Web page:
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1.  The CARTS study: Chemoradiation therapy for rectal cancer in the distal rectum followed by organ-sparing transanal endoscopic microsurgery 
BMC Surgery  2011;11:34.
The CARTS study is a multicenter feasibility study, investigating the role of rectum saving surgery for distal rectal cancer.
Patients with a clinical T1-3 N0 M0 rectal adenocarcinoma below 10 cm from the anal verge will receive neoadjuvant chemoradiation therapy (25 fractions of 2 Gy with concurrent capecitabine). Transanal Endoscopic Microsurgery (TEM) will be performed 8 - 10 weeks after the end of the preoperative treatment depending on the clinical response.
Primary objective is to determine the number of patients with a (near) complete pathological response after chemoradiation therapy and TEM. Secondary objectives are the local recurrence rate and quality of life after this combined therapeutic modality. A three-step analysis will be performed after 20, 33 and 55 patients to ensure the feasibility of this treatment protocol.
The CARTS-study is one of the first prospective multicentre trials to investigate the role of a rectum saving treatment modality using chemoradiation therapy and local excision. The CARTS study is registered at (NCT01273051)
PMCID: PMC3295682  PMID: 22171697
2.  Chemoradiation for advanced hypopharyngeal carcinoma: a retrospective study on efficacy, morbidity and quality of life 
Chemoradiation (CRT) is a valuable treatment option for advanced hypopharyngeal squamous cell cancer (HSCC). However, long-term toxicity and quality of life (QOL) is scarcely reported. Therefore, efficacy, acute and long-term toxic effects, and long-term QOL of CRT for advanced HSCC were evaluated,using retrospective study and post-treatment quality of life questionnaires. in a tertiary hospital setting. Analysis was performed of 73 patients that had been treated with CRT. Toxicity was rated using the CTCAE score list. QOL questionnaires EORTC QLQ-C30, QLQ-H&N35, and VHI were analyzed. The most common acute toxic effects were dysphagia and mucositis. Dysphagia and xerostomia remained problematic during long-term follow-up. After 3 years, the disease-specific survival was 41%, local disease control was 71%, and regional disease control was 97%. The results indicated that CRT for advanced HSCC is associated with high locoregional control and disease-specific survival. However, significant acute and long-term toxic effects occur, and organ preservation appears not necessarily equivalent to preservation of function and better QOL.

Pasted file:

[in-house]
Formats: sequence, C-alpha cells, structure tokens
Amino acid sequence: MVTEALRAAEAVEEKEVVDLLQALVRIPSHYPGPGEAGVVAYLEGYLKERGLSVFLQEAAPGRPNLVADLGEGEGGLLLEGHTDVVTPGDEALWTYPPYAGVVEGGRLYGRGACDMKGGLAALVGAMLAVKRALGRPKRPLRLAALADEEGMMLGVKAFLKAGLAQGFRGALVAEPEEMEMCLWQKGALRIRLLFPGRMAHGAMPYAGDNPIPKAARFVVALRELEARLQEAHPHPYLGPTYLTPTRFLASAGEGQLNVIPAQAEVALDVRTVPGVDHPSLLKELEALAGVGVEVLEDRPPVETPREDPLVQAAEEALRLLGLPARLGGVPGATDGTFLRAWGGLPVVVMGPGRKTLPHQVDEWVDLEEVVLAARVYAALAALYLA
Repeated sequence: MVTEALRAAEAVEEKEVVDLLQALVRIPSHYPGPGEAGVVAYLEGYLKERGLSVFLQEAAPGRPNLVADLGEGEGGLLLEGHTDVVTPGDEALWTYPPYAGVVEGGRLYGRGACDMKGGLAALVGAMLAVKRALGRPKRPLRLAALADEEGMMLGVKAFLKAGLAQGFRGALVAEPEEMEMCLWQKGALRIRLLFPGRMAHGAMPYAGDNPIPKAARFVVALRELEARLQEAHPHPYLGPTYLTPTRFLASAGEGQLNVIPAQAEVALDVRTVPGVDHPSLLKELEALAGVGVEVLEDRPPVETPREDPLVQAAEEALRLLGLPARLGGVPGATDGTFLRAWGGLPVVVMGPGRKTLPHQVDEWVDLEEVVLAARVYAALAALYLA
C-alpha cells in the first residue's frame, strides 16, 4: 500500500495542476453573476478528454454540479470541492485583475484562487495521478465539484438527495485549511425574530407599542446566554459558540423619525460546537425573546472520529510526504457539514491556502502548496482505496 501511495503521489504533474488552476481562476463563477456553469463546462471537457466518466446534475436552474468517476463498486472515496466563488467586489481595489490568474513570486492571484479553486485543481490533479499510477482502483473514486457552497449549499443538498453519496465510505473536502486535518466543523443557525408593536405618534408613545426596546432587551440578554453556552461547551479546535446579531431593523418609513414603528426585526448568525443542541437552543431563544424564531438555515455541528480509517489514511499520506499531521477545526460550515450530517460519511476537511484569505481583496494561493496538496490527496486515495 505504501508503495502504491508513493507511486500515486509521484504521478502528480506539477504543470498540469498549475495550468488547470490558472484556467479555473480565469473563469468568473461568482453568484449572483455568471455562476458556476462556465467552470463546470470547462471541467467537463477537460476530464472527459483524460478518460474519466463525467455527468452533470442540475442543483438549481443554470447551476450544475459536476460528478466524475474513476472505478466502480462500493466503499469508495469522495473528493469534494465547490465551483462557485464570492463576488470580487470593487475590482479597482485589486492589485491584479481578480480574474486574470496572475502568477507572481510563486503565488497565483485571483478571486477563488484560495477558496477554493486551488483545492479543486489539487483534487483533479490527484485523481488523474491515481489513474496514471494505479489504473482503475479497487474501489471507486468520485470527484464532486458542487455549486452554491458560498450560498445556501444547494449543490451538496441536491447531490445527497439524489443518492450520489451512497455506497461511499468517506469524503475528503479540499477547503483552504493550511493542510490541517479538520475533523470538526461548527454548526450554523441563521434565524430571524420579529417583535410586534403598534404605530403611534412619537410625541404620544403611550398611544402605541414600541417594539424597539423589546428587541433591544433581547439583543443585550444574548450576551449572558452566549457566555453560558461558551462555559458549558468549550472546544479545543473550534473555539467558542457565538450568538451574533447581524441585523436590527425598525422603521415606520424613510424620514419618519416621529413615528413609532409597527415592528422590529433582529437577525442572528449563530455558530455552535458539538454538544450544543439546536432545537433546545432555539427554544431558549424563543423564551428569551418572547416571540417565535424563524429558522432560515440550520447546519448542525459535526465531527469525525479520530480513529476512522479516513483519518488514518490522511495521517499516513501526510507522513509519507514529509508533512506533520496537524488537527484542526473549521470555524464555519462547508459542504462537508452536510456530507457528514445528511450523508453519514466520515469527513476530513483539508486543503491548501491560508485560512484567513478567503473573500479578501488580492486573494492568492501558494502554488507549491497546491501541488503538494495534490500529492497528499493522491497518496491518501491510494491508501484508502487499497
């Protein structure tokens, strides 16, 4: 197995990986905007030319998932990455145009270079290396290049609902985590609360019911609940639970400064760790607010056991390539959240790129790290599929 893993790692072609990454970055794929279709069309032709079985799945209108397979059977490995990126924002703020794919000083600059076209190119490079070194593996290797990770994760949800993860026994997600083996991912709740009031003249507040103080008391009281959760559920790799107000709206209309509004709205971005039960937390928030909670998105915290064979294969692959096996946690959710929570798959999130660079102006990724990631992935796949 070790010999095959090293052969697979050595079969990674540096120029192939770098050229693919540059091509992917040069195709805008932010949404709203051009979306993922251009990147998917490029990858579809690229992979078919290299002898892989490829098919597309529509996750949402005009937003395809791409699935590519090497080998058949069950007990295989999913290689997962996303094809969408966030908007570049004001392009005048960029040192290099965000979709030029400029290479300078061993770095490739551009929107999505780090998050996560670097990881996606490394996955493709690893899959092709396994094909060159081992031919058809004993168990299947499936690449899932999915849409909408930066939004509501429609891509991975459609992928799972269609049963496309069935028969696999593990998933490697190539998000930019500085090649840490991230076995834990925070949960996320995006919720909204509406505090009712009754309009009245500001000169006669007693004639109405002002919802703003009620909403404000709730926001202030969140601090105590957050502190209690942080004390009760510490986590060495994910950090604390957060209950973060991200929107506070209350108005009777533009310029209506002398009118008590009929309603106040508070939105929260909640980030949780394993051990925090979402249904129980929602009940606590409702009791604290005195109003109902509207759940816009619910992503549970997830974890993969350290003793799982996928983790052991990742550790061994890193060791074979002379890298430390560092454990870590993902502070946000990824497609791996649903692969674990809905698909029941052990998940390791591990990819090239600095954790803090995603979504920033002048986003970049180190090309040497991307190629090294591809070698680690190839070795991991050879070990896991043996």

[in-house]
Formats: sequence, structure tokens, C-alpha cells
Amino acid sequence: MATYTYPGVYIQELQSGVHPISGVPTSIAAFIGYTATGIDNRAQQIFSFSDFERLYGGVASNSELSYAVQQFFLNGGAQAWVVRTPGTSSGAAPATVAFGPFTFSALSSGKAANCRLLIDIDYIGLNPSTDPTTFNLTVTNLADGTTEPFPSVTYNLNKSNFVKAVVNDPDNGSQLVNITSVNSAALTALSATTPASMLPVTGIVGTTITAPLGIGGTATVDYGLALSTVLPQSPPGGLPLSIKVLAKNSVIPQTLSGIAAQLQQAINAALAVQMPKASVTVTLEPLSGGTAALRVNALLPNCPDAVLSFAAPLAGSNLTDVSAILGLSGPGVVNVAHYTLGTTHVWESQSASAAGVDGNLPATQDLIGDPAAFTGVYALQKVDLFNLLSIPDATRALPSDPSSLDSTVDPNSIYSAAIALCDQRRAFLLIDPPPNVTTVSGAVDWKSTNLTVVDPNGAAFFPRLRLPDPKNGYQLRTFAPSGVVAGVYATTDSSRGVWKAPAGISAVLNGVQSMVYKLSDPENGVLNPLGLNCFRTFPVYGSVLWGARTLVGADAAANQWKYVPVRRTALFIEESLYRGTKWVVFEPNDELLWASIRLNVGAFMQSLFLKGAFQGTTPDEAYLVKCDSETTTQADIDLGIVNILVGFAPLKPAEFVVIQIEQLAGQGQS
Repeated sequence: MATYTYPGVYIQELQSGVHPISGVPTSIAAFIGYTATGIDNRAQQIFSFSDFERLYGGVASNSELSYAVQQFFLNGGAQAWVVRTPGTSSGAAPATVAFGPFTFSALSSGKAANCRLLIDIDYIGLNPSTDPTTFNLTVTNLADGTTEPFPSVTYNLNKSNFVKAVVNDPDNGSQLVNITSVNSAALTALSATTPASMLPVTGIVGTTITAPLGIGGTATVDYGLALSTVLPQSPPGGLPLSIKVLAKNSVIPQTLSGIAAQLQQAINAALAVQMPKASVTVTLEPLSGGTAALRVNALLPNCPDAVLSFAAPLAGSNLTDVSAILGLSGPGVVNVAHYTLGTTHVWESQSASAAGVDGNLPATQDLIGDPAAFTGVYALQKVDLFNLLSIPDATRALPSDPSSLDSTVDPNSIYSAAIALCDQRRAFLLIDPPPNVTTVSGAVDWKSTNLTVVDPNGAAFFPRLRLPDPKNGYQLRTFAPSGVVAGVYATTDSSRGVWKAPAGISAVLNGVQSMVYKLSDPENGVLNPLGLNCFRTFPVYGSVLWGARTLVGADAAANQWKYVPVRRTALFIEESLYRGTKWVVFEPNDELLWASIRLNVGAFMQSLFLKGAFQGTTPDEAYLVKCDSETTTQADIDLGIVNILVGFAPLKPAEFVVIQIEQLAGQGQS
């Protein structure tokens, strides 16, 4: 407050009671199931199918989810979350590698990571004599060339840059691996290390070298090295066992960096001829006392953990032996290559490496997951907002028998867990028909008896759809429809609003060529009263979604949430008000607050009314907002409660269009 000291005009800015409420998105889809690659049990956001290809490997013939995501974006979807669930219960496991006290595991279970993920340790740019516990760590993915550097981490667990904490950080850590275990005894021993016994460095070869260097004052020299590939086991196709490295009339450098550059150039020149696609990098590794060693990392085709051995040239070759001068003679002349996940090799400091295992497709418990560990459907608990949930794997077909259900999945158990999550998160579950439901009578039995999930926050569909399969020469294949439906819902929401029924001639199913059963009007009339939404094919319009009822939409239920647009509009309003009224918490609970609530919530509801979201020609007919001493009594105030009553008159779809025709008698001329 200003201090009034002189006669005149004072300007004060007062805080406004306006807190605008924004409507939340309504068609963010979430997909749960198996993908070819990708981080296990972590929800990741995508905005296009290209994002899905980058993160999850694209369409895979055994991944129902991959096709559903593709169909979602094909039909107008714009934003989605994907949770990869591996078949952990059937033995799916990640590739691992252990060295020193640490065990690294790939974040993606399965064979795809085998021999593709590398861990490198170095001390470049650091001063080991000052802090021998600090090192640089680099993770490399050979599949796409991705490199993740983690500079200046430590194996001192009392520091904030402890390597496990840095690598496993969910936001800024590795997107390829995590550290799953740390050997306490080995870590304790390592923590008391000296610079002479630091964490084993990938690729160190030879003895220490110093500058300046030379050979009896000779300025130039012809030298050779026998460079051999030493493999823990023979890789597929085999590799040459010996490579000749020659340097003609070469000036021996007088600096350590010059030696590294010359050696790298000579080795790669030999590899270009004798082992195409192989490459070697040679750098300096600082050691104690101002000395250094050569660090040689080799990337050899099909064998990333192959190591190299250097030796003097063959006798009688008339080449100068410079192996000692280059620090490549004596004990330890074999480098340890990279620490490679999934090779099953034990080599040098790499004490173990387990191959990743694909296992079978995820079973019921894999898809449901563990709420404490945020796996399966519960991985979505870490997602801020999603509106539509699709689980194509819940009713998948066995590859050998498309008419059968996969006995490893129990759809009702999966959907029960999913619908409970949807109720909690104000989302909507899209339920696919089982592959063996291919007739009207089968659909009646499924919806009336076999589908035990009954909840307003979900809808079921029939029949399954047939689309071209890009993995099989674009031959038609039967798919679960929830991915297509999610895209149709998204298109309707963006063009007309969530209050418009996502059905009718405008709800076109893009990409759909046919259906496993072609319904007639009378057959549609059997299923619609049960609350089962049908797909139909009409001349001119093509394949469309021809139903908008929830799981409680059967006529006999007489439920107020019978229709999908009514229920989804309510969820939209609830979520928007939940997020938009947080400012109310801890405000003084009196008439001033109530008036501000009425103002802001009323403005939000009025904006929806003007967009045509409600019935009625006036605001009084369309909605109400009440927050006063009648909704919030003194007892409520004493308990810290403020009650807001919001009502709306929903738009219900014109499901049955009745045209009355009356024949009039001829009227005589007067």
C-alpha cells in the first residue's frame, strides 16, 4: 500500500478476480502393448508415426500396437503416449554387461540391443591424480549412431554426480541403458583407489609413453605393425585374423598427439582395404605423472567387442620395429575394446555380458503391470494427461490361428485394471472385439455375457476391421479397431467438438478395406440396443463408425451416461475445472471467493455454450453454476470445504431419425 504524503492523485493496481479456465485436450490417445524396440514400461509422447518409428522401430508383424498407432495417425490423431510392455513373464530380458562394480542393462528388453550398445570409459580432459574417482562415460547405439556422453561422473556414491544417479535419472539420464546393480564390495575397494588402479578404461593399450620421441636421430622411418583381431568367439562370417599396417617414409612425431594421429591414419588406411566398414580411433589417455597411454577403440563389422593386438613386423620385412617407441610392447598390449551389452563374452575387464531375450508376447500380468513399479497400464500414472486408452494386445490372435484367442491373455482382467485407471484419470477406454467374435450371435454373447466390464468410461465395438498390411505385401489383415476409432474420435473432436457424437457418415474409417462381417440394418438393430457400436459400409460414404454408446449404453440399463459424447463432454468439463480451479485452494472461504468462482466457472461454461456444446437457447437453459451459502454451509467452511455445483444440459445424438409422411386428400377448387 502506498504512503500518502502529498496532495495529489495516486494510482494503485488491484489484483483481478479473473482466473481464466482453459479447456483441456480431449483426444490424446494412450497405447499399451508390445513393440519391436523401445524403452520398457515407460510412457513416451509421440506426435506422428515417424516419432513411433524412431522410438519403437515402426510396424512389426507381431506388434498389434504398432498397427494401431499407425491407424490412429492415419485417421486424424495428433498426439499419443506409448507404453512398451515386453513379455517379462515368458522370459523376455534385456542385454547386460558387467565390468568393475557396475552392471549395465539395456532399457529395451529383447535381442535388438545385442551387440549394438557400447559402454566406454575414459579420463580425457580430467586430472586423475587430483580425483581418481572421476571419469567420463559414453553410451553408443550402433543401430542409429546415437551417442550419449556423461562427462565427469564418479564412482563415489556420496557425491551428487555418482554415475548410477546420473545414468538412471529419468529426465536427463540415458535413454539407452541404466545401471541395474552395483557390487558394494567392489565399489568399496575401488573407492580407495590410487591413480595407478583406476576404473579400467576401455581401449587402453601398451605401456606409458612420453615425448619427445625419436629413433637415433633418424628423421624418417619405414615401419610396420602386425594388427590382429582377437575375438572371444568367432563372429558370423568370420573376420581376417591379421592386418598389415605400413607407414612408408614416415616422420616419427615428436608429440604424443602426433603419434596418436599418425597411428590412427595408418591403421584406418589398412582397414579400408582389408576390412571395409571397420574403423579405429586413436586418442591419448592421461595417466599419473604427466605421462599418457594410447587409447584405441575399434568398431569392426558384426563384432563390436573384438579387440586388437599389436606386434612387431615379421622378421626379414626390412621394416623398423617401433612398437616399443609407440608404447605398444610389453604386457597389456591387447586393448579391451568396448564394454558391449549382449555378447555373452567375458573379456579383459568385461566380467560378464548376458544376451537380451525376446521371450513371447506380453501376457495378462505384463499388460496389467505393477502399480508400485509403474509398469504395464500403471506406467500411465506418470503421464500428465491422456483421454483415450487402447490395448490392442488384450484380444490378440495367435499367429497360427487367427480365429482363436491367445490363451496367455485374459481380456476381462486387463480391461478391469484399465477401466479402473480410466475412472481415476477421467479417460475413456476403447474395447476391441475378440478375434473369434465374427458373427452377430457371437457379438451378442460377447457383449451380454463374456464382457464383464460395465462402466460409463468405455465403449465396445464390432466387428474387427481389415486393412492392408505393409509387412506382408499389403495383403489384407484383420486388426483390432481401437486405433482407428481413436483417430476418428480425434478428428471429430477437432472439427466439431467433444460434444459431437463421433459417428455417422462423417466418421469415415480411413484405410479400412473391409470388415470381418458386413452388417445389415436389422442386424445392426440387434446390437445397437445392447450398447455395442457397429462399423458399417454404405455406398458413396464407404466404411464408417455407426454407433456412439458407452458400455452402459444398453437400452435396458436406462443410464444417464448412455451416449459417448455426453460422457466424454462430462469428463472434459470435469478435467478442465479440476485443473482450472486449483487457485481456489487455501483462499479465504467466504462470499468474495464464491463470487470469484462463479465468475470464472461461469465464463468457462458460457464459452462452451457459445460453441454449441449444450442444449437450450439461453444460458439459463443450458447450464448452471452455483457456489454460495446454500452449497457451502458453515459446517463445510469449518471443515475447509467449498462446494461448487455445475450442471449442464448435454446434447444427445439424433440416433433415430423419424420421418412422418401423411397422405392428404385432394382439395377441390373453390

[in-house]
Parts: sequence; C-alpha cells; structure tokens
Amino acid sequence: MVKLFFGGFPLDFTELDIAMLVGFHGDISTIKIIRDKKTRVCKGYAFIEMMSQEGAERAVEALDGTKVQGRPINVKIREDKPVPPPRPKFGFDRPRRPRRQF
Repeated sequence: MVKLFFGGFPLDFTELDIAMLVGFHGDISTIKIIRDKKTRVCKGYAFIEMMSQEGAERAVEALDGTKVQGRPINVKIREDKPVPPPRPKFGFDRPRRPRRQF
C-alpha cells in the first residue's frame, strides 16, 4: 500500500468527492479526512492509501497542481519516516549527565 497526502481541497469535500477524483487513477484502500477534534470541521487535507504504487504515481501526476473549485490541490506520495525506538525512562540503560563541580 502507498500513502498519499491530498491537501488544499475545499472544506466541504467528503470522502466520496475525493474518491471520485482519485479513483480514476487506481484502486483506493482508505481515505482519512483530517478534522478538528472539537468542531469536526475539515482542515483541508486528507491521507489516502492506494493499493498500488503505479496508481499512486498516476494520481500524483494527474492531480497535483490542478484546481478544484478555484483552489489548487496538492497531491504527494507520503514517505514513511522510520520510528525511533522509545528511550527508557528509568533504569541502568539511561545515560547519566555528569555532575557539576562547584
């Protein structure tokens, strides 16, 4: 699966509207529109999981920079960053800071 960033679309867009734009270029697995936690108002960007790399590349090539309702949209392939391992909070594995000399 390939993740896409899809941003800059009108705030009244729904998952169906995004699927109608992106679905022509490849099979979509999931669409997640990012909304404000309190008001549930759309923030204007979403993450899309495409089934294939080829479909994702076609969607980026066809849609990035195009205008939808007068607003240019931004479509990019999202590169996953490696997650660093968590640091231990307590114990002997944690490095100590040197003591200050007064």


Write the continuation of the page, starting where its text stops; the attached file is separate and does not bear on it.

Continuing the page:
PMCID: PMC3275723  PMID: 21739092
Chemoradiation; Head and neck cancer; Hypopharyngeal carcinoma; Quality of life

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